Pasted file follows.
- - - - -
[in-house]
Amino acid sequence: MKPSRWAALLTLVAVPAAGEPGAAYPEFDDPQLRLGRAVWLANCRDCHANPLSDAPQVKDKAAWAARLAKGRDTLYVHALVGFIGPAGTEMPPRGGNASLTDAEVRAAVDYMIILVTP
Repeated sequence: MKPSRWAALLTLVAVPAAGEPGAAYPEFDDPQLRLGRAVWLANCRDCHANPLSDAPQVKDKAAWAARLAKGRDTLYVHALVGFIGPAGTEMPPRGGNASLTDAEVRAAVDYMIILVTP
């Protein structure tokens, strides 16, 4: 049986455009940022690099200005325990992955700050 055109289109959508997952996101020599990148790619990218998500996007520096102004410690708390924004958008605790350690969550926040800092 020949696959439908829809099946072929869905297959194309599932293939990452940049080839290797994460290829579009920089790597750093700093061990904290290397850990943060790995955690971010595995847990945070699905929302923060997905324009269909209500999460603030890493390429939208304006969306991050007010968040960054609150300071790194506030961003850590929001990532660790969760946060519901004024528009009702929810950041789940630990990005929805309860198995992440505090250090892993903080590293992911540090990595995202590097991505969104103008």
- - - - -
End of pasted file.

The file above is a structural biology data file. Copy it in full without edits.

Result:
[in-house]
Amino acid sequence: MKPSRWAALLTLVAVPAAGEPGAAYPEFDDPQLRLGRAVWLANCRDCHANPLSDAPQVKDKAAWAARLAKGRDTLYVHALVGFIGPAGTEMPPRGGNASLTDAEVRAAVDYMIILVTP
Repeated sequence: MKPSRWAALLTLVAVPAAGEPGAAYPEFDDPQLRLGRAVWLANCRDCHANPLSDAPQVKDKAAWAARLAKGRDTLYVHALVGFIGPAGTEMPPRGGNASLTDAEVRAAVDYMIILVTP
């Protein structure tokens, strides 16, 4: 049986455009940022690099200005325990992955700050 055109289109959508997952996101020599990148790619990218998500996007520096102004410690708390924004958008605790350690969550926040800092 020949696959439908829809099946072929869905297959194309599932293939990452940049080839290797994460290829579009920089790597750093700093061990904290290397850990943060790995955690971010595995847990945070699905929302923060997905324009269909209500999460603030890493390429939208304006969306991050007010968040960054609150300071790194506030961003850590929001990532660790969760946060519901004024528009009702929810950041789940630990990005929805309860198995992440505090250090892993903080590293992911540090990595995202590097991505969104103008």